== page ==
The Orlando Magic distinguished themselves offensively over the last three seasons by playing an unconventional style--known around here as "four-around-one" or "four-out/one-in"-- which keeps four shooters with three-point range on the court at all times, surrounding a traditional center down low. The three-point-happy offense has proven effective, with Orlando capitalizing on most opponents' inability to effectively defend the long-range shooting and Dwight Howard inside.
But this season, the Magic appear more confident in their ability to play a traditional offense. Rashard Lewis, the starter at power forward in each of the last three seasons, has shifted to small forward with regularity in this campaign, making room for Brandon Bass and Marcin Gortat at power forward. This approach has paid off, as we'll soon see, for a couple of reasons.
The biggest issue for the Magic's offense to date is their woeful outside shooting. Prior to Tuesday night's games, they placed in a tie for 19th in the league in three-point percentage, connecting on 34.7 percent of their shots from beyond the arc. That's down from 37.5 percent last season and the 35.8 percent league average. Further compounding the issue is the sheer volume at which Orlando tries threes, as they account for 33.6 percent of the Magic's total shot attempts.
The slump is tied directly to poor performances from volume shooters Lewis (30.6 percent on 49 attempts), Quentin Richardson (25 percent on 40 attempts), J.J. Redick (12 percent on 25 attempts), and Ryan Anderson (31.6 percent on 19 attempts). That quartet of marksmen can't find the range. The Magic are still getting the sorts of shots they want, but they simply won't fall. As Kevin Pelton of ESPN Insider wrote Monday, if the Magic's three-point shooters connected at a rate closer in line to their statistical projection, Orlando would have scored 2.3 additional points per game.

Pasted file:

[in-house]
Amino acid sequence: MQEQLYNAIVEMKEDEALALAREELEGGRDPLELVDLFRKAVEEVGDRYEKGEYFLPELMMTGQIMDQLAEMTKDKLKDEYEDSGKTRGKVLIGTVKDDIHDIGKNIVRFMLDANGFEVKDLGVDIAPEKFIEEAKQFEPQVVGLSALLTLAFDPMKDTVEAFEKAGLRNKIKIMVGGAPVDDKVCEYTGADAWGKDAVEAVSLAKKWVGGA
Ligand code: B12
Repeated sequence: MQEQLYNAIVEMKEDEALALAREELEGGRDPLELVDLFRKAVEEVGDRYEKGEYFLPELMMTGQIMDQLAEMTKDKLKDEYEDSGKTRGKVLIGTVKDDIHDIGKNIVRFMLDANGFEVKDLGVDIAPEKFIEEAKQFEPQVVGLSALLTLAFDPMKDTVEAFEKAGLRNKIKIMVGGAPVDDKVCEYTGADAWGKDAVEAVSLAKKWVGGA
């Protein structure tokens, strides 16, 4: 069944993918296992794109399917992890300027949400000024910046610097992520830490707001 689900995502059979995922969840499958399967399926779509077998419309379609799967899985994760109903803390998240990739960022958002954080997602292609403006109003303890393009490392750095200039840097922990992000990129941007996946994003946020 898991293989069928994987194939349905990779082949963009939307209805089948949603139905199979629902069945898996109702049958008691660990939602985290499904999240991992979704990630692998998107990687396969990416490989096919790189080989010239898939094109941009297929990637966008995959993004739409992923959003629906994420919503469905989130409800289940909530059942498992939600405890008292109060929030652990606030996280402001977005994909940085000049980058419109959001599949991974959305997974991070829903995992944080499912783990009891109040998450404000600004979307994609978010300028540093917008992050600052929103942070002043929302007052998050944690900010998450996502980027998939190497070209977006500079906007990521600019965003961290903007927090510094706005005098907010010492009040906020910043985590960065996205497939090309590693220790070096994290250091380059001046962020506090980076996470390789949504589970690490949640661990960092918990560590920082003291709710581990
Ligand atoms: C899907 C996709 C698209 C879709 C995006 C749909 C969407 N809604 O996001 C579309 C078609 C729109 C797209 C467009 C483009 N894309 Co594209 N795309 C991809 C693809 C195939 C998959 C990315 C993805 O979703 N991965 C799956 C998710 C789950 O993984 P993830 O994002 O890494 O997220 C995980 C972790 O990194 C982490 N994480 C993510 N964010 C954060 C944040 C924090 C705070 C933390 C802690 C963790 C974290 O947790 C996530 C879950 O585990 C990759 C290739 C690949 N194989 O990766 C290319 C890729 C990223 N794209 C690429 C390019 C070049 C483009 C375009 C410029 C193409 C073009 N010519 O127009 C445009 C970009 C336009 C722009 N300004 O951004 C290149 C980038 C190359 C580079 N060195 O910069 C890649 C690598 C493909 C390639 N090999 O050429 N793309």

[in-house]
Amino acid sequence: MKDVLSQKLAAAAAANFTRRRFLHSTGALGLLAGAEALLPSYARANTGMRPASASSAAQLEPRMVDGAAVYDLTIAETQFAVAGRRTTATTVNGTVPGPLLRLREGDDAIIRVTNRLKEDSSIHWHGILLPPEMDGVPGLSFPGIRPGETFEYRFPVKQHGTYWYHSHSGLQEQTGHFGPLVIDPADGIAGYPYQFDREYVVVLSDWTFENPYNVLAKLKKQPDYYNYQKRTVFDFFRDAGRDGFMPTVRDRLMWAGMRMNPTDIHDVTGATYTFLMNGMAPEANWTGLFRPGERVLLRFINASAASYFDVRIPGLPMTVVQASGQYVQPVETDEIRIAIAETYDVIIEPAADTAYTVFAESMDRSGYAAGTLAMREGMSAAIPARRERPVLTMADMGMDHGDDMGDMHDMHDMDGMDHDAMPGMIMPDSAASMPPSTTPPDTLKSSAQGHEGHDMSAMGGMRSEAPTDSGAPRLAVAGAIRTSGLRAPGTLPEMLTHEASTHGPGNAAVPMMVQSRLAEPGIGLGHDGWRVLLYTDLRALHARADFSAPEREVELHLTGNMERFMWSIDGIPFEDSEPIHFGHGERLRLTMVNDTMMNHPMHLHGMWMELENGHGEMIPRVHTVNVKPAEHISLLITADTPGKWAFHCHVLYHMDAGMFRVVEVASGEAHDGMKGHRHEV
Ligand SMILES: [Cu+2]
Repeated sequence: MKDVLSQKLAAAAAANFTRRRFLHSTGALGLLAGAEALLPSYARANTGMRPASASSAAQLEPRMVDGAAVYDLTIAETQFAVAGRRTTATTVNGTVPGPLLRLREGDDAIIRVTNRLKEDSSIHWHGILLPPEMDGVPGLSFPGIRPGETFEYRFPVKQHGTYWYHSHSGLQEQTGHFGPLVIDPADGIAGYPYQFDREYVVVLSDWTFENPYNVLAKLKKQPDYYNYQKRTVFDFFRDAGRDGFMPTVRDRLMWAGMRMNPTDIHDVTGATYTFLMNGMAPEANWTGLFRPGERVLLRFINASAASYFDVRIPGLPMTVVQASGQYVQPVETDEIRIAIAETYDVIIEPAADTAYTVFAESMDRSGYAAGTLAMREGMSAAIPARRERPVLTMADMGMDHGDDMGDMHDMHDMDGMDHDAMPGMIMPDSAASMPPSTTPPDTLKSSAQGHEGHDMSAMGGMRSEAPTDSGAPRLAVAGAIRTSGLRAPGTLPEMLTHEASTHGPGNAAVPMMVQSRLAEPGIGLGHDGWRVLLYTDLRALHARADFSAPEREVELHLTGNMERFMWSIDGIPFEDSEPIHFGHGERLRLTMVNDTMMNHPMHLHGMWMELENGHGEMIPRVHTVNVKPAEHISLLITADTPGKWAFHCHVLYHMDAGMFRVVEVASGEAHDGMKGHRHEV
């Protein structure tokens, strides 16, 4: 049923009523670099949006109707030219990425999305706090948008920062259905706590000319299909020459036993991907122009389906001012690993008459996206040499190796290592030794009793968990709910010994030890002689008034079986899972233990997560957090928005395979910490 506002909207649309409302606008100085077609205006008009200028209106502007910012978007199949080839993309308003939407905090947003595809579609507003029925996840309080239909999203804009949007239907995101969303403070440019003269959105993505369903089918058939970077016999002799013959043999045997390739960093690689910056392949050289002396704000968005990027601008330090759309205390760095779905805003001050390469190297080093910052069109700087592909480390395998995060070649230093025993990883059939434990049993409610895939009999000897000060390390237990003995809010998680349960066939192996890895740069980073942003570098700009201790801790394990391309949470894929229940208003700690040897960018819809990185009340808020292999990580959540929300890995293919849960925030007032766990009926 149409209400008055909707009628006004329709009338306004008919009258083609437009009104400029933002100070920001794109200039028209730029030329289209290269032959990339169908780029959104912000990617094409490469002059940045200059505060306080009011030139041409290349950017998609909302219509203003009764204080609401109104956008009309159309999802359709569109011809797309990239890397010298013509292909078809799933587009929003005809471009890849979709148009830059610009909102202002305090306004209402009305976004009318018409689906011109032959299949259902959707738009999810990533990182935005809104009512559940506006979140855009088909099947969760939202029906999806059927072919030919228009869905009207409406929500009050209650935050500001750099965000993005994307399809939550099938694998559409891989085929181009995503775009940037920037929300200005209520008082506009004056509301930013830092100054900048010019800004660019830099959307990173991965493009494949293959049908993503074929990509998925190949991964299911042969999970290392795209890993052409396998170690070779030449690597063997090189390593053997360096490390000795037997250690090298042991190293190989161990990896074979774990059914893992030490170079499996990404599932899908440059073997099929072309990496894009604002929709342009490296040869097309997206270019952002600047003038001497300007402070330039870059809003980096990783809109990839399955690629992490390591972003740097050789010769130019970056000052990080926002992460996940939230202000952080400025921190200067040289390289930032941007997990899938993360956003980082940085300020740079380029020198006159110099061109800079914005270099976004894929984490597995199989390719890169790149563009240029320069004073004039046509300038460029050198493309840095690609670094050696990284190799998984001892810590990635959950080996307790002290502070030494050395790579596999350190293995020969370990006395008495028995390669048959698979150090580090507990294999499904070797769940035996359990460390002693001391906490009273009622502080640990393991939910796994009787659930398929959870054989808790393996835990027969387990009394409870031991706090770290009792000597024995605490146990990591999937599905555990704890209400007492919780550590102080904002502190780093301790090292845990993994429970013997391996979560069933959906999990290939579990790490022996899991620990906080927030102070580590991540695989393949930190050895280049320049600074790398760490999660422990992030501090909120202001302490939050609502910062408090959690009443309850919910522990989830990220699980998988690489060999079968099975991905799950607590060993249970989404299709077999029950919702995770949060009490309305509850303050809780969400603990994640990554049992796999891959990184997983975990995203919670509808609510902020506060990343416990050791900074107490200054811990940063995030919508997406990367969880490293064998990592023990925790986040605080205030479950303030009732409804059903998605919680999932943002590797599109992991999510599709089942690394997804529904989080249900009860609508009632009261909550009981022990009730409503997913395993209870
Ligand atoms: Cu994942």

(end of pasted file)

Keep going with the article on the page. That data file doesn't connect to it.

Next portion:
So playing Bass or Gortat at power forward replaces atypically inefficient players with incredibly efficient ones. Bass' raw shooting percentage of 47.5 doesn't do him justice, because he's a volume free-throw shooter with great accuracy. His True Shooting mark of 60.7 percent places him fourth on the team. Gortat, on the other hand, hardly misses from the floor. He leads the team with 65 percent shooting from the field thanks to his soft touch around the rim and the little attention defenses afford him.
Add it all up--and I have, just below--and the Magic's offense has been 4.85 points per 100 possessions more effective with a traditional power forward in the lineup. But the bigger difference has come at the defensive end.
|Pts||Poss.||ORtg||Opp Pts||Opp Poss.||DRtg||Eff. Diff.|
That table ought to look familiar to you if you've read this site for longer than three weeks, as I used a version of it in this preseason review entry. The regular-season results bear resemblance to the preseason ones, but aren't quite as extreme: the traditional lineups performed better on both ends of the court, particularly defensively.
All the data presented here should be encouraging. Lewis and Anderson won't continue to miss threes so prodigiously, so the overall stretch offense will improve. Further, the increased usage of the traditional lineup--on a minute basis, the offense is split 51.5 percent stretch and 48.5 percent traditional--in conjunction with its effectiveness, suggest the Magic could seamlessly shift between the two styles if needed, depending on the opponent or situation. Last year, the traditional lineup proved to be a liability, perhaps because the team did little to cultivate it during the regular season; as I noted here, Orlando used a traditional lineup only 15.98 percent of the time. But now? It's the Magic's best option, at least until Lewis returns to form or Anderson works his way back into coach Stan Van Gundy's rotation.